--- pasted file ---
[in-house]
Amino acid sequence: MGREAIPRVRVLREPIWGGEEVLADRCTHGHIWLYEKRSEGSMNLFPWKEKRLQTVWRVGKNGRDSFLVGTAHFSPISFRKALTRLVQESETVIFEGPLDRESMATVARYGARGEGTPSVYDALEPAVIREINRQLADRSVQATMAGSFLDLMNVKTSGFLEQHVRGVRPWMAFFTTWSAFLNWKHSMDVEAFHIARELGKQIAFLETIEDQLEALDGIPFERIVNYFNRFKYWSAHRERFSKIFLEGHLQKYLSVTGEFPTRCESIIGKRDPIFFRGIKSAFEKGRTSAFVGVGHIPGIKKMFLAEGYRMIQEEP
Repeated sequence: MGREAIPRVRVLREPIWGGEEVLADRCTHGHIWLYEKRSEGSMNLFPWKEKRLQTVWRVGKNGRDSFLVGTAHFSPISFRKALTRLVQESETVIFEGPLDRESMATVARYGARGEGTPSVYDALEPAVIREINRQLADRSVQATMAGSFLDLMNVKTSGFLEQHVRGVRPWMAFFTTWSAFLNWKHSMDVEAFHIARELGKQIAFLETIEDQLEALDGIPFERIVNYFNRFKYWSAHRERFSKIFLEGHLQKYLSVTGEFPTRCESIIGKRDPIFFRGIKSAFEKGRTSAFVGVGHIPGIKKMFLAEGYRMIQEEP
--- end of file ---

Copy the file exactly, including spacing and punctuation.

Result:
[in-house]
Amino acid sequence: MGREAIPRVRVLREPIWGGEEVLADRCTHGHIWLYEKRSEGSMNLFPWKEKRLQTVWRVGKNGRDSFLVGTAHFSPISFRKALTRLVQESETVIFEGPLDRESMATVARYGARGEGTPSVYDALEPAVIREINRQLADRSVQATMAGSFLDLMNVKTSGFLEQHVRGVRPWMAFFTTWSAFLNWKHSMDVEAFHIARELGKQIAFLETIEDQLEALDGIPFERIVNYFNRFKYWSAHRERFSKIFLEGHLQKYLSVTGEFPTRCESIIGKRDPIFFRGIKSAFEKGRTSAFVGVGHIPGIKKMFLAEGYRMIQEEP
Repeated sequence: MGREAIPRVRVLREPIWGGEEVLADRCTHGHIWLYEKRSEGSMNLFPWKEKRLQTVWRVGKNGRDSFLVGTAHFSPISFRKALTRLVQESETVIFEGPLDRESMATVARYGARGEGTPSVYDALEPAVIREINRQLADRSVQATMAGSFLDLMNVKTSGFLEQHVRGVRPWMAFFTTWSAFLNWKHSMDVEAFHIARELGKQIAFLETIEDQLEALDGIPFERIVNYFNRFKYWSAHRERFSKIFLEGHLQKYLSVTGEFPTRCESIIGKRDPIFFRGIKSAFEKGRTSAFVGVGHIPGIKKMFLAEGYRMIQEEP